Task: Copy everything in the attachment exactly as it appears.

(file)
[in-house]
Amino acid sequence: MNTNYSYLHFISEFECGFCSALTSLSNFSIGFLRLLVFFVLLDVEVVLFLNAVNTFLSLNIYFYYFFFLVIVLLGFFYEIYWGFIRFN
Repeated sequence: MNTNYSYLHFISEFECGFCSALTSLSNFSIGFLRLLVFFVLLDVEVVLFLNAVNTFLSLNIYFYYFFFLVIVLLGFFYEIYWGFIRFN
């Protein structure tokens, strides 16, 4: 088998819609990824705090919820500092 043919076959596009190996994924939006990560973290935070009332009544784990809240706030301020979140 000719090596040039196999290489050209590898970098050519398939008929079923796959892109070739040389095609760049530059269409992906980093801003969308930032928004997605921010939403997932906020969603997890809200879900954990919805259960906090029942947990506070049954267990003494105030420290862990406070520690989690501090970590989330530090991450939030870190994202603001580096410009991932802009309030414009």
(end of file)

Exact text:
[in-house]
Amino acid sequence: MNTNYSYLHFISEFECGFCSALTSLSNFSIGFLRLLVFFVLLDVEVVLFLNAVNTFLSLNIYFYYFFFLVIVLLGFFYEIYWGFIRFN
Repeated sequence: MNTNYSYLHFISEFECGFCSALTSLSNFSIGFLRLLVFFVLLDVEVVLFLNAVNTFLSLNIYFYYFFFLVIVLLGFFYEIYWGFIRFN
């Protein structure tokens, strides 16, 4: 088998819609990824705090919820500092 043919076959596009190996994924939006990560973290935070009332009544784990809240706030301020979140 000719090596040039196999290489050209590898970098050519398939008929079923796959892109070739040389095609760049530059269409992906980093801003969308930032928004997605921010939403997932906020969603997890809200879900954990919805259960906090029942947990506070049954267990003494105030420290862990406070520690989690501090970590989330530090991450939030870190994202603001580096410009991932802009309030414009």